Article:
HALIFAX, Nova Scotia (AP) -- Canada is developing a no-fly list in
an effort to prevent terrorist attacks and make air travel safer, the federal
transport minister has announced.
The program, called Passenger Protect, will identify people who pose "an
immediate threat to aviation security" and will work with airlines to stop
suspects from flying, Transport Minister Jean Lapierre told reporters in Halifax,
the provincial capital of Nova Scotia.
"This list is going to be revised regularly, and it's not going to be
published all over the place," said Lapierre, adding that the list would
be ready by 2006 and shared with all airlines, sea ports and border crossings.
"Obviously, there are people out there who are full of bad intentions,"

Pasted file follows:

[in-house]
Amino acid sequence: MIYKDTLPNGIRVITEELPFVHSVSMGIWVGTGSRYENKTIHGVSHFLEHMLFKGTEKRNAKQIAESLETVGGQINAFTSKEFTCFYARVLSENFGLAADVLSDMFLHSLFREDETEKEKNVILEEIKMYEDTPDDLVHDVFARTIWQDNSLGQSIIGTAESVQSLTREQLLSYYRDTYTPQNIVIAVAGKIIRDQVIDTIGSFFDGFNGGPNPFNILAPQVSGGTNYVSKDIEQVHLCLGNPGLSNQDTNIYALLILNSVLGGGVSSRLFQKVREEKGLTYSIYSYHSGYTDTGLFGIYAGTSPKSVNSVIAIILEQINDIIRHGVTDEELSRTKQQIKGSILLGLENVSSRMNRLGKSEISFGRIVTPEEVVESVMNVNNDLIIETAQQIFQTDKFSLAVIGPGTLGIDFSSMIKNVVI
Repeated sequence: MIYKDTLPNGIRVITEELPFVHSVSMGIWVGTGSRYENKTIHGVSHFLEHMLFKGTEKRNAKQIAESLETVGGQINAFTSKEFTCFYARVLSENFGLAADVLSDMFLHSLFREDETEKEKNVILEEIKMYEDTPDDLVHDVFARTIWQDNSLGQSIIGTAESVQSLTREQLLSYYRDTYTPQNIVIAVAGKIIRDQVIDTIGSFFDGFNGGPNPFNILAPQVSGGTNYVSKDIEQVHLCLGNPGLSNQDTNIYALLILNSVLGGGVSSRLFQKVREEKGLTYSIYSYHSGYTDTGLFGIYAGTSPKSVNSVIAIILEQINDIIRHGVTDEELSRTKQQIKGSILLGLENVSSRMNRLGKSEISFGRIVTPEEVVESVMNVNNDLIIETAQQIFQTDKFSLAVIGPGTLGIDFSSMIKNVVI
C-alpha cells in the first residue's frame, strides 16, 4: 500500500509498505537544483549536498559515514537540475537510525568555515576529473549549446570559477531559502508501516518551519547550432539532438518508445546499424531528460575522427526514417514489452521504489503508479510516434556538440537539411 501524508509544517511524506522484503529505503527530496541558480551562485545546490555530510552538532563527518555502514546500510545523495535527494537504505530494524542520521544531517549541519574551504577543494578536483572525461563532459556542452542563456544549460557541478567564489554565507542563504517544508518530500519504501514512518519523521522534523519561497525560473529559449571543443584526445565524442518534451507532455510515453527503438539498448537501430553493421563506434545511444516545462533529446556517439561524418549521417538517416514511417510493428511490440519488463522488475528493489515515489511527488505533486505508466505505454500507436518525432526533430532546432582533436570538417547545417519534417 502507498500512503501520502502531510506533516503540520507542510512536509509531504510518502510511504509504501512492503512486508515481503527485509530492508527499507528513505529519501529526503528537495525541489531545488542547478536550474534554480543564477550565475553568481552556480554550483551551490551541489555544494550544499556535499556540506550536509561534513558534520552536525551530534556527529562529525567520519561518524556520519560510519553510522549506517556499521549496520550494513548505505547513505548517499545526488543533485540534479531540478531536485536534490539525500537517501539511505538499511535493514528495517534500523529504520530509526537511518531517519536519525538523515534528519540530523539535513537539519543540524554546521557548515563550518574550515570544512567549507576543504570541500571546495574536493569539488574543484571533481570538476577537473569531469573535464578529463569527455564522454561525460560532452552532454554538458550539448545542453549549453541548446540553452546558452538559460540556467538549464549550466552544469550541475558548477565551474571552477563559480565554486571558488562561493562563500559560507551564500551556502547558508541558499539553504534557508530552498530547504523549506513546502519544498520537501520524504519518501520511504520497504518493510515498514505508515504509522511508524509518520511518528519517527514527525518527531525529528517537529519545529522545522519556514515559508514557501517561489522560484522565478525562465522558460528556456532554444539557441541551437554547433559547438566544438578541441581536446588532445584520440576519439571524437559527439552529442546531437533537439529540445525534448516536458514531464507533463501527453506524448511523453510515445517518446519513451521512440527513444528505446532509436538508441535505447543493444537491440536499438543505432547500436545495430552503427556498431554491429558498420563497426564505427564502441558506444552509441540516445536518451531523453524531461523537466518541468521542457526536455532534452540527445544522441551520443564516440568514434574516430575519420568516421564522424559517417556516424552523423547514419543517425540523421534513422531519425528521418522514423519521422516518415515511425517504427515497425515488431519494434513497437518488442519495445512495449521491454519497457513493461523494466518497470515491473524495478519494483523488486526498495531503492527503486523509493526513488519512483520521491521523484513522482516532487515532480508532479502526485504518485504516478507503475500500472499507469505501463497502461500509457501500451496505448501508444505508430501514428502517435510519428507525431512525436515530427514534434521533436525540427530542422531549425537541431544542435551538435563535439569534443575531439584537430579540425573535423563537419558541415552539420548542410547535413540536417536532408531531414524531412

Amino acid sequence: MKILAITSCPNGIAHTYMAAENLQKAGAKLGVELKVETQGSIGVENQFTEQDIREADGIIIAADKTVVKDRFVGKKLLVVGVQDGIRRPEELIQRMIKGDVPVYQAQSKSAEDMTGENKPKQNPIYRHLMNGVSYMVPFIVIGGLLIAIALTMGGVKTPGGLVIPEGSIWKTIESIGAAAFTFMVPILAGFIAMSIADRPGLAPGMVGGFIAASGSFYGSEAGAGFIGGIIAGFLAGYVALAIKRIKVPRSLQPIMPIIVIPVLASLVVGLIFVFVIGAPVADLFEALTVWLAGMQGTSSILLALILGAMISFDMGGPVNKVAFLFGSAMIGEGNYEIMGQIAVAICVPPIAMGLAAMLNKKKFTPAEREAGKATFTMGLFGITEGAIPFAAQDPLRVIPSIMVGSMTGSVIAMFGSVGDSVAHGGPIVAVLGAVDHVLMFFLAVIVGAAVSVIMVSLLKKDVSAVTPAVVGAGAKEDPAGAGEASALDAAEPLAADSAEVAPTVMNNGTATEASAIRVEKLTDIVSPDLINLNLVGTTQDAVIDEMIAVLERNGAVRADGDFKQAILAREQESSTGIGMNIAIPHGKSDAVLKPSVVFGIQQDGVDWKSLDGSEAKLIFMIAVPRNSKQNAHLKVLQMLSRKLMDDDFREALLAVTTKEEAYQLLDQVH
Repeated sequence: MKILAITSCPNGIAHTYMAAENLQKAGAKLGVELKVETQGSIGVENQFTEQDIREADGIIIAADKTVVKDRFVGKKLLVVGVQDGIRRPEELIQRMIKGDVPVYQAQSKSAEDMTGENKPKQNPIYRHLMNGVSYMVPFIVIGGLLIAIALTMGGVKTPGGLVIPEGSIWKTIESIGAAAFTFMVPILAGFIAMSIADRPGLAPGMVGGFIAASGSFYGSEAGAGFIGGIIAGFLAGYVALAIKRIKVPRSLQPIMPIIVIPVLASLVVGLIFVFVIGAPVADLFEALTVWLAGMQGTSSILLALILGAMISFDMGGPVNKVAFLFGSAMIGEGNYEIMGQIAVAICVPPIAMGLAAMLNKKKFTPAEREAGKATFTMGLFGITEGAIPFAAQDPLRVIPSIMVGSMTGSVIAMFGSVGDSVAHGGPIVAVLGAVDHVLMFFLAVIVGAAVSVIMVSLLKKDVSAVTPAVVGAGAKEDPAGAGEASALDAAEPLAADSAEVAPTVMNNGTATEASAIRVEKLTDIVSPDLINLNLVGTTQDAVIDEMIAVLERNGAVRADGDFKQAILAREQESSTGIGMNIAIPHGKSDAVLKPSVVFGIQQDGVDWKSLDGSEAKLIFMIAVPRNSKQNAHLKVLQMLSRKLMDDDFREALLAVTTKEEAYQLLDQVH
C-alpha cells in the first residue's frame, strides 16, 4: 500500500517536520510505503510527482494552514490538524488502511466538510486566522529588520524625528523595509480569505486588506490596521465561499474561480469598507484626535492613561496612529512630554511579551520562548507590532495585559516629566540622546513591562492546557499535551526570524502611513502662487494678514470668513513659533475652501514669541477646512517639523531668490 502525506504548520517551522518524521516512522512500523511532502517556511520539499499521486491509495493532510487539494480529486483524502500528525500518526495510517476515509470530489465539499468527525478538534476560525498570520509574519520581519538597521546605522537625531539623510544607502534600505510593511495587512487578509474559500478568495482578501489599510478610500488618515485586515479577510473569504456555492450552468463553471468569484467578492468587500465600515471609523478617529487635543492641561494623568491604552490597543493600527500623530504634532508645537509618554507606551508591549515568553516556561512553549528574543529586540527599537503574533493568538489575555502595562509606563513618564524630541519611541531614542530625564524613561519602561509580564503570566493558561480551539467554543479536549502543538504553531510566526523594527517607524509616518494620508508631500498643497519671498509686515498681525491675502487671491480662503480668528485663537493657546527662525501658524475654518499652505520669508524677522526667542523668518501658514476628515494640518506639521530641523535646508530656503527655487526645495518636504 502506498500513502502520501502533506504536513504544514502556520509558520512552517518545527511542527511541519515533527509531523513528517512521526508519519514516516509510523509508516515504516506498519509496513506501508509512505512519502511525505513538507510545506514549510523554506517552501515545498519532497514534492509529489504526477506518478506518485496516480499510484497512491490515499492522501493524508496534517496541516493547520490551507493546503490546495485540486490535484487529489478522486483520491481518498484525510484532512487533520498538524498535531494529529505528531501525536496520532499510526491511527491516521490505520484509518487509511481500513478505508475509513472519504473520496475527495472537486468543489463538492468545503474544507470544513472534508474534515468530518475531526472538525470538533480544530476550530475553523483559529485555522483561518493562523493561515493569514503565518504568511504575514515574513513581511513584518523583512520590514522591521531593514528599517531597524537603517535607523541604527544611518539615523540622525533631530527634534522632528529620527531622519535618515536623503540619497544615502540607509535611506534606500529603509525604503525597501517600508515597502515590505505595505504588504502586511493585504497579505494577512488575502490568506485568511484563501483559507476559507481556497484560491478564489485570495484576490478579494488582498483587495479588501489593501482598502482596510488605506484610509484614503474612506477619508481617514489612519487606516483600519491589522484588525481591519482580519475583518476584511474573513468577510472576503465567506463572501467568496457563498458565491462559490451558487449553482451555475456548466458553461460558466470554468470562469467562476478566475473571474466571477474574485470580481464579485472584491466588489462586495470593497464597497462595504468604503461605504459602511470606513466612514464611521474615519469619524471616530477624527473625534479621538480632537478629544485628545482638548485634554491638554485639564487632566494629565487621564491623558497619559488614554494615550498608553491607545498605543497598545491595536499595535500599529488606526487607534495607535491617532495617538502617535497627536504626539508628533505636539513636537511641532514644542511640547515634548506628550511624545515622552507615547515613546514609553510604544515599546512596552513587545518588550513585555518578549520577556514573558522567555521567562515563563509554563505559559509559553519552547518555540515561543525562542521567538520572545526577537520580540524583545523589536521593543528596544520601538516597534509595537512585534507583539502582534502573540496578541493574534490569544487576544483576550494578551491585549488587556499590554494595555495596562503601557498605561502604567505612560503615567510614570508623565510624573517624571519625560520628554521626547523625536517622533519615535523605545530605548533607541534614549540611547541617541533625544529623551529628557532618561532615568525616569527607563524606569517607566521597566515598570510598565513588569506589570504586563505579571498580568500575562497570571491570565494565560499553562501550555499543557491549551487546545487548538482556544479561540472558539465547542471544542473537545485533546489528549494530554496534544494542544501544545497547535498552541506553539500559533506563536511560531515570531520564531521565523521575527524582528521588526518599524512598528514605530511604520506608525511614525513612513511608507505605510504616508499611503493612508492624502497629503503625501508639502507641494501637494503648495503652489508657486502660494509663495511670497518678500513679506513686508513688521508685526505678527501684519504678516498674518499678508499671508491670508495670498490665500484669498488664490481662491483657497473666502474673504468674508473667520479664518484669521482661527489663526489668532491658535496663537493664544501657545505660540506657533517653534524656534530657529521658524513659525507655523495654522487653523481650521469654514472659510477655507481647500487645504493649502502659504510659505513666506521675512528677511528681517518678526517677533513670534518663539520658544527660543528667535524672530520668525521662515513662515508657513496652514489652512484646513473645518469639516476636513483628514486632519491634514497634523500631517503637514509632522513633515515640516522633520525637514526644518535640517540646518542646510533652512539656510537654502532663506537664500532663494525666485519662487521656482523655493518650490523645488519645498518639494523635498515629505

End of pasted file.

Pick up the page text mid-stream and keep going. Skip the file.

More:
Lapierre said. "If anybody tries to buy a ticket under those names, well
then, they will never get on an airplane."
The U.S. has operated a no-fly list for a few years, following the Sept. 11,
2001 terrorist attacks on New York and Washington D.C. area. The list could
help satisfy U.S. demands that Canadian airlines provide passenger lists for
all flights that go through U.S. airspace.
Washington has been pressuring Ottawa to take a greater role in increasing
North American security, particularly along the 4,000-mile border with the U.S.
Lapierre also said he plans to meet with key players in the ground transportation
system to discuss security in light of the recent subway attacks in London.
Opposition Leader Stephen Harper said he saw little new in the transportation
"We've had lots of security announcements from this government and very
little action," said Harper, leader of the Conservative Party. "This
is part of a pattern of phony announcements. I'll believe it when I see it."